These are sometimes known as 'quote marks.'
Sometimes they come in pairs, like the ones in the picture.
Sometimes there is just one.
They go at the top of the line.
They are used to mark out something that someone actually said. They curve around and enclose the exact words that someone said.
Look at this sentence:
Mary told me that the school had burned down.
There are no speech marks, because it doesn't give the exact words that Mary said.
But if I tell you exactly what Mary said, then I give her words in speech-marks, like this -
Mary said to me, "The school has burned down!"
You might also use them in an essay if you are quoting someone.
'Quoting someone' means to give the exact words they said or wrote.
You can quote them to support your argument, or to give an example of their work.
You put quote marks around their exact words, so that no one can say you are stealing their work, and pretending that you wrote it yourself.
For instance, if I was writing an essay about Oliver Cromwell, I might write:
Cromwell was a godly man, and believed that God and his faith helped him to win battles. In talking about his New Model Army, he said, "I chose such men as had the Fear of God before them, and made some conscience of what they did: and from that day forth, I say unto you, we were never beaten."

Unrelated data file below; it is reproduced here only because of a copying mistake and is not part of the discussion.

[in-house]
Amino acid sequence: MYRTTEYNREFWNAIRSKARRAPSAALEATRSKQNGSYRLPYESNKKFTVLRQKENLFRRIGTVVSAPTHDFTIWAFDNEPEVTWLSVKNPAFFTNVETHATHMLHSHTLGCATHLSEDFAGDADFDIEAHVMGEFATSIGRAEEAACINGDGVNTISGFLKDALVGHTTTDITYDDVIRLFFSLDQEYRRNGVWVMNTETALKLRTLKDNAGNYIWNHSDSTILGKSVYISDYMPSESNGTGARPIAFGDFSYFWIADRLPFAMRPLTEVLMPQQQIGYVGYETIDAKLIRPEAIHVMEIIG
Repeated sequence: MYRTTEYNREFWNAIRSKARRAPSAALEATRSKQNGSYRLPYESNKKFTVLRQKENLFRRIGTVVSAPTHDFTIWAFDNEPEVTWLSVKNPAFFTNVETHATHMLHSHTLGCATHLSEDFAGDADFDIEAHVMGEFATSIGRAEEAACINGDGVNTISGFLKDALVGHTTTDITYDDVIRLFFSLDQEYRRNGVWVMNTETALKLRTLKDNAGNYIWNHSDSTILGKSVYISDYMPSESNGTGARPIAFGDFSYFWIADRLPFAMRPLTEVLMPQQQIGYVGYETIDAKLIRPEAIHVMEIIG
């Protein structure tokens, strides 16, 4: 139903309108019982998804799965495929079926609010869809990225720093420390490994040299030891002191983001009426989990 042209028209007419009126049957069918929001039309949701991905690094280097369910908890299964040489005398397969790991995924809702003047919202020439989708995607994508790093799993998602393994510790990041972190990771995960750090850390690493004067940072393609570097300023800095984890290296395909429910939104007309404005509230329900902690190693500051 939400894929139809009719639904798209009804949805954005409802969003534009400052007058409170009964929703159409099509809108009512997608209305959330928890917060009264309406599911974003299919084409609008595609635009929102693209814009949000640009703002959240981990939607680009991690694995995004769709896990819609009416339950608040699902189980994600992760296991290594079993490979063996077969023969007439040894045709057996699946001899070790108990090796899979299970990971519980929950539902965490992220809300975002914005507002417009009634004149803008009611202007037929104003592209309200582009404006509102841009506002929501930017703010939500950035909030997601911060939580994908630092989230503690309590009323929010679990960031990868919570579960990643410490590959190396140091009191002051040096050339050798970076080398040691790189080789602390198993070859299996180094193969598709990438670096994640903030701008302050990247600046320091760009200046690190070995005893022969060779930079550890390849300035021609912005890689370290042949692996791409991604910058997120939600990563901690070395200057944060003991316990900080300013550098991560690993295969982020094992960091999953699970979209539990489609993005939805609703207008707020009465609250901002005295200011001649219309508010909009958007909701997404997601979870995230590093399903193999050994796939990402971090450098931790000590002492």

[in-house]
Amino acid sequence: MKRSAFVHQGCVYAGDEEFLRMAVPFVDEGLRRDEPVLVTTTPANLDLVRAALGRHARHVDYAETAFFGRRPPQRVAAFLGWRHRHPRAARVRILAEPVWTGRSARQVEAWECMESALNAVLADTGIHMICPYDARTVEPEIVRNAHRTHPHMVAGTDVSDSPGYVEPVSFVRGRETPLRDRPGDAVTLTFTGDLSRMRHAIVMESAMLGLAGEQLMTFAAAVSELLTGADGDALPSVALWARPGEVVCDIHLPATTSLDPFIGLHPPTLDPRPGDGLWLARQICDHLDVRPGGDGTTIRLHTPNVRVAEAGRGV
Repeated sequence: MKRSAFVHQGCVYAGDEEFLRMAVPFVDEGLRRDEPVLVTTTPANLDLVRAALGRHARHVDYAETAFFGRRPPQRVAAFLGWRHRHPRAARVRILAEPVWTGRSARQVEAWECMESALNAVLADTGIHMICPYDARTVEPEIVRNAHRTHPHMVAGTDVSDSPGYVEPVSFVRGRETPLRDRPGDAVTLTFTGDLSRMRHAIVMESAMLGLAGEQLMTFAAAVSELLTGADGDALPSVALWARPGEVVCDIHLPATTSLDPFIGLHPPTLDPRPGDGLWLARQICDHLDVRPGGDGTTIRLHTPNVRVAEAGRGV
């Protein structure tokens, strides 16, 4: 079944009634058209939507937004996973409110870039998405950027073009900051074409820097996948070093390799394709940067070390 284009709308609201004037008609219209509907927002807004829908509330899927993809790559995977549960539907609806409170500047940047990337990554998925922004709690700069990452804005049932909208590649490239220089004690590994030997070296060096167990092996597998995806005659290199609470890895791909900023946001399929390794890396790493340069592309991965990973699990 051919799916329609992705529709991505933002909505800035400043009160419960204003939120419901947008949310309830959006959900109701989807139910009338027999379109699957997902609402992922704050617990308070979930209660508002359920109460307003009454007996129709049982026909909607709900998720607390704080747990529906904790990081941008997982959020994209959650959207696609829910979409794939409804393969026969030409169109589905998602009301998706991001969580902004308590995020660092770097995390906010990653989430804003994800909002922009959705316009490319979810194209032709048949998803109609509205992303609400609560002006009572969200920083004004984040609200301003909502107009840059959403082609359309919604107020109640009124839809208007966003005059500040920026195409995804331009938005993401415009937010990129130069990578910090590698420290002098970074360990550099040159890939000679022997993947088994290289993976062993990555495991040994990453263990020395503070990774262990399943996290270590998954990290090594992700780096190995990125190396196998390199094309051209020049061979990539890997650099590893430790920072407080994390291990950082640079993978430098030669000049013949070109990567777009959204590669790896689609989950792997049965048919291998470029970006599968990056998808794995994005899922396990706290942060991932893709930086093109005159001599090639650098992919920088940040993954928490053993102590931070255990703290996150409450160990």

The words that Cromwell actually wrote are inside the quote marks.
You can also use speech marks - or quote marks - to pick out a word, or letter, and draw attention to it.
So I might write:
The letter 'e' is the most used letter in English. There are nine in this sentence alone!
Or I might write:
The little word 'set' has more meanings than any other word in the English dictionary.
In the first sentence, I put quote marks around the 'e', to show that I am talking about the letter itself - I'm not using it to spell anything.
In the second sentence, I'm not using any of the meanings of the word 'set' - I am talking about the word itself. So I pick the word out with quote marks.
Often speech marks are used to show that the writer doesn't really mean the word that they're using.
Imagine if someone borrowed something from you, and then didn't return it for a year, even though you keep asking them for it,
Finally, they bring it back, and act as if they're doing you a big favour.
You might say, sarcastically, "Oh, you're so kind."
Imagine the tone of voice you would say that in. You don't really think they're kind, and you don't want them to think you're pleased.
Well, that's the tone of voice that quote-marks sometimes mean.
They're often used when the writer is a little embarrassed to be using those words - or doesn't mean them.
Writers sometimes use them when they can't be bothered to think of better words. The quote marks are there to say something like, 'I don't think this is the best word to use but I can't think/can't be bothered to think/don't know another.'
This is not a good way to use quote marks.
Either use the words you thought of without quote marks - or think of a better way of saying what you want to say.